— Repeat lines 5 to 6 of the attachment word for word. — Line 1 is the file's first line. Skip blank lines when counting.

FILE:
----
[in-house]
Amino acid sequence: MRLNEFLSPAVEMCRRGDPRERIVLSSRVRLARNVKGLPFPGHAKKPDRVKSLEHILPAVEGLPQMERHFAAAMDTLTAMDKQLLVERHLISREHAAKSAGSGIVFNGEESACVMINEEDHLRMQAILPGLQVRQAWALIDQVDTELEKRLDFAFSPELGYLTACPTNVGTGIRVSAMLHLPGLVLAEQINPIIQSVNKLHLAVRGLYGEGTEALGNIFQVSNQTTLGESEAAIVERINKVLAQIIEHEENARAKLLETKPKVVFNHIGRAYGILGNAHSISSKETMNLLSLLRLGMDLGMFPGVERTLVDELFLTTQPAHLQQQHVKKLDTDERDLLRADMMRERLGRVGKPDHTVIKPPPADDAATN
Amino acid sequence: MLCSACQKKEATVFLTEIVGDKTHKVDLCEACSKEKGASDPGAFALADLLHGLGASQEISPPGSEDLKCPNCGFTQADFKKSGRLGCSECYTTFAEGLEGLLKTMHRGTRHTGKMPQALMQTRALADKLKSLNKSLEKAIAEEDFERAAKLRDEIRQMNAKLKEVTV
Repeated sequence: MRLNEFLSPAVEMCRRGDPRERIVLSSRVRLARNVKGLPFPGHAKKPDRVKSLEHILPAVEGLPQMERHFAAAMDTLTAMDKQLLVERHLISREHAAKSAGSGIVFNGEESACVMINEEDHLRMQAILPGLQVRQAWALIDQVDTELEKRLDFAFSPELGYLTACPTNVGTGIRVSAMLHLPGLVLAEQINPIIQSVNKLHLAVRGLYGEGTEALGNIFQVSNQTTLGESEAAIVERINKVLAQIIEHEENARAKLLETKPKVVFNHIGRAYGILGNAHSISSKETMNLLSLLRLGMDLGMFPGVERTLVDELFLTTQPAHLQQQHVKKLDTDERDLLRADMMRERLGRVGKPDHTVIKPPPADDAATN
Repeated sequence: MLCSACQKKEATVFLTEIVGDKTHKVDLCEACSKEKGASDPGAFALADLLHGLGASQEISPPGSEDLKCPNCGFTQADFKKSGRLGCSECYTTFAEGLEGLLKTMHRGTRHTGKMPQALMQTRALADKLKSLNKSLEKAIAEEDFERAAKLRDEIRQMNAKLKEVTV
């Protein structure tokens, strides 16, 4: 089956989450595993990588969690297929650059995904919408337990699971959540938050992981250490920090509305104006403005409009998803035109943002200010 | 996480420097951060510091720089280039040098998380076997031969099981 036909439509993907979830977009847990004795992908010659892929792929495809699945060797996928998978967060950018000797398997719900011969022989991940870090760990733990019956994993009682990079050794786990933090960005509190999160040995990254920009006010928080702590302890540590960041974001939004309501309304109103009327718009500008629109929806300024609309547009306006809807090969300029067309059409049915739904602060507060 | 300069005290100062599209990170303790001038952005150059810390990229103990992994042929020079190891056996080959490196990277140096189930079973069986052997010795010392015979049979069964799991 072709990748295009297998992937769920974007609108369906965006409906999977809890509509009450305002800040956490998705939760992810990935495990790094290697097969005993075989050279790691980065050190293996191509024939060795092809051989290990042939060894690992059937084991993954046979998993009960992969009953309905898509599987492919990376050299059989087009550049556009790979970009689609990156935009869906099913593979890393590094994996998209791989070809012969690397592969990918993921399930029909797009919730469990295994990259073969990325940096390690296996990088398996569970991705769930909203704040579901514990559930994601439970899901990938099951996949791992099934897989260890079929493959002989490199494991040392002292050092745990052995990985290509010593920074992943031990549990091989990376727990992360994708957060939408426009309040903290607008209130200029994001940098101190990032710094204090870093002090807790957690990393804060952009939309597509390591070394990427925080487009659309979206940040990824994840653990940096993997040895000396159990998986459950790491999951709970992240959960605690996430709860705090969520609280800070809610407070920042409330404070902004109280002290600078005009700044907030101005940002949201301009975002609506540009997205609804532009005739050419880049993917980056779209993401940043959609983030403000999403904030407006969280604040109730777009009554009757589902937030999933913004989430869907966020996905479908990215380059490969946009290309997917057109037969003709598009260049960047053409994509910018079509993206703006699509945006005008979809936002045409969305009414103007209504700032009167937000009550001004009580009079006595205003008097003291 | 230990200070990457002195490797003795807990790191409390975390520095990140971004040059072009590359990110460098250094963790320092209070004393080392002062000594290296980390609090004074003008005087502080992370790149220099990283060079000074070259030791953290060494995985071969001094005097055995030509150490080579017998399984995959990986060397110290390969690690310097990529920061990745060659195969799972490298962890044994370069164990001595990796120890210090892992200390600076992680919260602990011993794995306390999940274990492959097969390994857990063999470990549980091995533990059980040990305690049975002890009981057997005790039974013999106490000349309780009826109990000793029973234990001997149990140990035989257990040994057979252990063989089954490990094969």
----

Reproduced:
Repeated sequence: MLCSACQKKEATVFLTEIVGDKTHKVDLCEACSKEKGASDPGAFALADLLHGLGASQEISPPGSEDLKCPNCGFTQADFKKSGRLGCSECYTTFAEGLEGLLKTMHRGTRHTGKMPQALMQTRALADKLKSLNKSLEKAIAEEDFERAAKLRDEIRQMNAKLKEVTV
């Protein structure tokens, strides 16, 4: 089956989450595993990588969690297929650059995904919408337990699971959540938050992981250490920090509305104006403005409009998803035109943002200010 | 996480420097951060510091720089280039040098998380076997031969099981 036909439509993907979830977009847990004795992908010659892929792929495809699945060797996928998978967060950018000797398997719900011969022989991940870090760990733990019956994993009682990079050794786990933090960005509190999160040995990254920009006010928080702590302890540590960041974001939004309501309304109103009327718009500008629109929806300024609309547009306006809807090969300029067309059409049915739904602060507060 | 300069005290100062599209990170303790001038952005150059810390990229103990992994042929020079190891056996080959490196990277140096189930079973069986052997010795010392015979049979069964799991 072709990748295009297998992937769920974007609108369906965006409906999977809890509509009450305002800040956490998705939760992810990935495990790094290697097969005993075989050279790691980065050190293996191509024939060795092809051989290990042939060894690992059937084991993954046979998993009960992969009953309905898509599987492919990376050299059989087009550049556009790979970009689609990156935009869906099913593979890393590094994996998209791989070809012969690397592969990918993921399930029909797009919730469990295994990259073969990325940096390690296996990088398996569970991705769930909203704040579901514990559930994601439970899901990938099951996949791992099934897989260890079929493959002989490199494991040392002292050092745990052995990985290509010593920074992943031990549990091989990376727990992360994708957060939408426009309040903290607008209130200029994001940098101190990032710094204090870093002090807790957690990393804060952009939309597509390591070394990427925080487009659309979206940040990824994840653990940096993997040895000396159990998986459950790491999951709970992240959960605690996430709860705090969520609280800070809610407070920042409330404070902004109280002290600078005009700044907030101005940002949201301009975002609506540009997205609804532009005739050419880049993917980056779209993401940043959609983030403000999403904030407006969280604040109730777009009554009757589902937030999933913004989430869907966020996905479908990215380059490969946009290309997917057109037969003709598009260049960047053409994509910018079509993206703006699509945006005008979809936002045409969305009414103007209504700032009167937000009550001004009580009079006595205003008097003291 | 230990200070990457002195490797003795807990790191409390975390520095990140971004040059072009590359990110460098250094963790320092209070004393080392002062000594290296980390609090004074003008005087502080992370790149220099990283060079000074070259030791953290060494995985071969001094005097055995030509150490080579017998399984995959990986060397110290390969690690310097990529920061990745060659195969799972490298962890044994370069164990001595990796120890210090892992200390600076992680919260602990011993794995306390999940274990492959097969390994857990063999470990549980091995533990059980040990305690049975002890009981057997005790039974013999106490000349309780009826109990000793029973234990001997149990140990035989257990040994057979252990063989089954490990094969």